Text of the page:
It has been a disruptive couple of weeks for the Strangford Lough team because we are in the process of getting our offices refurbished at the Old Schoolhouse on the Portaferry Road.
Last week, we packed away all our filing cabinets and office furniture and cleared the rooms completely. It looks so bare with nothing in it.
The builders have now moved in and are replacing floorboards, repairing doors and plastering walls. It is a lot of work but hopefully it will result in a much better working environment for the future. It is a listed building, so any alterations have to be sympathetic to its historical architecture and external appearance. It may take some time, but so long as the kettle goes back when the work is finished; we will all be happy.
On the front wall of the building, there is a plaque that reads, “This School Founded AD 1813 By Viscountess Castlereagh and the Governors of Erasmus Smith Schools.”
So this year marks the 200 year anniversary of the founding of the building – a suitable time to be giving it a new lease of life.
We knew that the School had been part of the Castlereaghs’ estate at Mount Stewart, but didn’t know who Erasmus Smith was. A little bit of internet searching revealed that he was a wealthy grocery merchant, born in Leicestershire in 1611. His family provided Oliver Cromwell’s army with food supplies during the English Civil War and put money towards his military activities in Ireland. As payment, (and through shrewd land speculation) his family received large areas of land (over 46,000 acres in 9 counties) during the settlement of Ireland.
But Smith had no desire to live in Ireland (and was perhaps feeling a little guilty as to how his wealth was acquired) and proposed that some of the profits from his Irish lands should be used to establish schools for local Irish children. So a Trust was set up for this purpose called “The Governors of the Schools Founded by Erasmus Smith Esq Trust”. Although it took a while to get going, over the next 200 years, this trust established five Grammar Schools throughout Ireland and nearly 200 primary schools (known as “English Schools” because lessons were taught entirely in the medium of the English language).
Many of the schools were set up on the land of wealthy land owners (such as at Mount Stewart) who paid for half of the costs and teachers’ salaries, with the Erasmus Smith Trust paying for the remaining half. The schools were primarily to provide an education to the children of the tenants working on the estates and then to other poor children in the parish. Any pupils who showed particular promise had the opportunity to take up scholarships at Trinity College, Dublin.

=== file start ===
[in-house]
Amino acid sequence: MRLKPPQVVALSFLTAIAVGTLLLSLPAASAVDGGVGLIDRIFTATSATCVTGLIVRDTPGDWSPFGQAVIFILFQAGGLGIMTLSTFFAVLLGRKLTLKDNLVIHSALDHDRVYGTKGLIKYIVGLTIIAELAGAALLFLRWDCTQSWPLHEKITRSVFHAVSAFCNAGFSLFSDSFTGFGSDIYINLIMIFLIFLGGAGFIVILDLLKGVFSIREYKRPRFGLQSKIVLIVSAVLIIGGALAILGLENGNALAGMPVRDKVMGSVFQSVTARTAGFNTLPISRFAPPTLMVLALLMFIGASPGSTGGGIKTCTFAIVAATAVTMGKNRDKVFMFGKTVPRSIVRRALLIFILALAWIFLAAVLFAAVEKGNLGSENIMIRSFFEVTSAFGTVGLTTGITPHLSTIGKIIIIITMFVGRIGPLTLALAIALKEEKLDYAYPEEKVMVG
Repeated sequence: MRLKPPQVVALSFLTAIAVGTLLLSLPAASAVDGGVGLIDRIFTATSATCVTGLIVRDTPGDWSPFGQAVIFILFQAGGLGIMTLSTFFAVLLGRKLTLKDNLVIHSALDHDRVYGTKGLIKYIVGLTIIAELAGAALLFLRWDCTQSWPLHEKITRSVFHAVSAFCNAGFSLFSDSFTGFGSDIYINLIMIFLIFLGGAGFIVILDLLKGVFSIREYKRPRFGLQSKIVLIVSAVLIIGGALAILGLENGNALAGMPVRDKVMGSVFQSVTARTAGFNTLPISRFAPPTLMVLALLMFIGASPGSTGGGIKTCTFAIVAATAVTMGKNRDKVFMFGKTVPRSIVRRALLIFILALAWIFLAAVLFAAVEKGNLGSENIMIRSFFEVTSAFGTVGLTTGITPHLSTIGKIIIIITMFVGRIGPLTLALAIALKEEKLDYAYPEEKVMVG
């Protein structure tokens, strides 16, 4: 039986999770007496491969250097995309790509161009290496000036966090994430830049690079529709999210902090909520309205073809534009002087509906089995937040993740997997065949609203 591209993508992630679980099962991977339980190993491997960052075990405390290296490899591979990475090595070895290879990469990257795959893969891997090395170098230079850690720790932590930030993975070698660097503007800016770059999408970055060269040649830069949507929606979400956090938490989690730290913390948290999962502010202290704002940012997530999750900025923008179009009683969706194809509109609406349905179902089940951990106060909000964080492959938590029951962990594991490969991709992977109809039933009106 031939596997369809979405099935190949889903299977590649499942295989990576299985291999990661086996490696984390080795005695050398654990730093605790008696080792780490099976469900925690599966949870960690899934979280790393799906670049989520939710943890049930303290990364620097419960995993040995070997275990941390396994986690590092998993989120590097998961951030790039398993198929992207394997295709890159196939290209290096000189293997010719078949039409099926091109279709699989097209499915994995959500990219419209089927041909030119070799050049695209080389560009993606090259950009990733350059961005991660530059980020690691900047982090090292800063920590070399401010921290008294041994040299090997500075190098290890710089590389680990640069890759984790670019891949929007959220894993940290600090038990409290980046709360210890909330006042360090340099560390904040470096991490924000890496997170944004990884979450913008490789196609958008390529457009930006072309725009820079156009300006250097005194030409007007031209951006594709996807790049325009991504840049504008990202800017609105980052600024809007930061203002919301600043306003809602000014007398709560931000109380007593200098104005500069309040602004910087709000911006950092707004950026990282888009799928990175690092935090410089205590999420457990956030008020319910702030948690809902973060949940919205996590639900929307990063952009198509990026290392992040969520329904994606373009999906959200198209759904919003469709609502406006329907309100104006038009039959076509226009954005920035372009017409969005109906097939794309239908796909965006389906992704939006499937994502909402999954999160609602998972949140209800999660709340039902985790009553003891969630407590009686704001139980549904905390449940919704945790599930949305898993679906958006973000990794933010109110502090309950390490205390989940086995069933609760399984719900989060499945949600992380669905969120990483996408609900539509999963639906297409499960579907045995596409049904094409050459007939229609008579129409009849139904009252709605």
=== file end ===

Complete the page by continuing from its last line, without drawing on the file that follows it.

The family at Mount Stewart must have been keen supporters of this initiative because they not only contributed towards the opening of the School at Mount Stewart, but also two other local schools at the nearby towns of Newtownards and Comber.
Over the years, financial and political changes ment that most of the schools closed down or passed out of the control of the Erasmus Smith Trust. Further details of Erasmus Smith and his Trust can be found in the excellent document published in the High School,Dublin website: http://www.highschooldublin.com/Downloadable%20documents/Faithful%20to%20Our%20Trust%20book%20text%20.pdf
We have been told that our Old Schoolhouse lost its connection with the trust in 1888 and has served many functions in recent times, including a tea room, art studio, dance hall, accommodation and now as an office and workshop for the National Trust Wardens and volunteers who look after Strangford Lough.
Hopefully, with this much-needed repair work, the National Trust can ensure that this fascinating old building will be put to good use for another couple of centuries.